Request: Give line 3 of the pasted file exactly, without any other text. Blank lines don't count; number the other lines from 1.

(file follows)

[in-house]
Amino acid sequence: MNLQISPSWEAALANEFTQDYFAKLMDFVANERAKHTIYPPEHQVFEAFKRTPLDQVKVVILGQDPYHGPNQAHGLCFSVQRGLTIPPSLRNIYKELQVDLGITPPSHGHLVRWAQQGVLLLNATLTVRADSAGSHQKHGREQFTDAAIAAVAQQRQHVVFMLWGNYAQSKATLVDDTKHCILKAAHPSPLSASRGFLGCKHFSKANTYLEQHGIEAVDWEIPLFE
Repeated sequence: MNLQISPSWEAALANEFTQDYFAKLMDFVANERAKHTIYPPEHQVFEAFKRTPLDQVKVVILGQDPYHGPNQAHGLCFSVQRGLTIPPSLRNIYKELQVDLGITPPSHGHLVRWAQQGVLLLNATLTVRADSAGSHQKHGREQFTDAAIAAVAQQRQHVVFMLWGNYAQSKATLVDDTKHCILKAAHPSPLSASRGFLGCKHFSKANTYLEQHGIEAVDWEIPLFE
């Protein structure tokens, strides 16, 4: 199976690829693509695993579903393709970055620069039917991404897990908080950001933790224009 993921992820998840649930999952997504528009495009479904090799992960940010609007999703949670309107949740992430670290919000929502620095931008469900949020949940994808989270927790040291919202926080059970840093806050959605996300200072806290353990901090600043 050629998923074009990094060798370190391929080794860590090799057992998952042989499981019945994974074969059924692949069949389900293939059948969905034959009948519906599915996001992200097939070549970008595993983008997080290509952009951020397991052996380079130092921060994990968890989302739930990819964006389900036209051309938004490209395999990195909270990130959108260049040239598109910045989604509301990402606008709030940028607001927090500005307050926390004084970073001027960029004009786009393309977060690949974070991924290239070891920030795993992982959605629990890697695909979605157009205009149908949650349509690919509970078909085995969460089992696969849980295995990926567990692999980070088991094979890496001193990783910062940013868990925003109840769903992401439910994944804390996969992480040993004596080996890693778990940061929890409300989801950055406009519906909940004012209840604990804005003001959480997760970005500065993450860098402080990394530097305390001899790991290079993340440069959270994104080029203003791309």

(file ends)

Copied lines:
Repeated sequence: MNLQISPSWEAALANEFTQDYFAKLMDFVANERAKHTIYPPEHQVFEAFKRTPLDQVKVVILGQDPYHGPNQAHGLCFSVQRGLTIPPSLRNIYKELQVDLGITPPSHGHLVRWAQQGVLLLNATLTVRADSAGSHQKHGREQFTDAAIAAVAQQRQHVVFMLWGNYAQSKATLVDDTKHCILKAAHPSPLSASRGFLGCKHFSKANTYLEQHGIEAVDWEIPLFE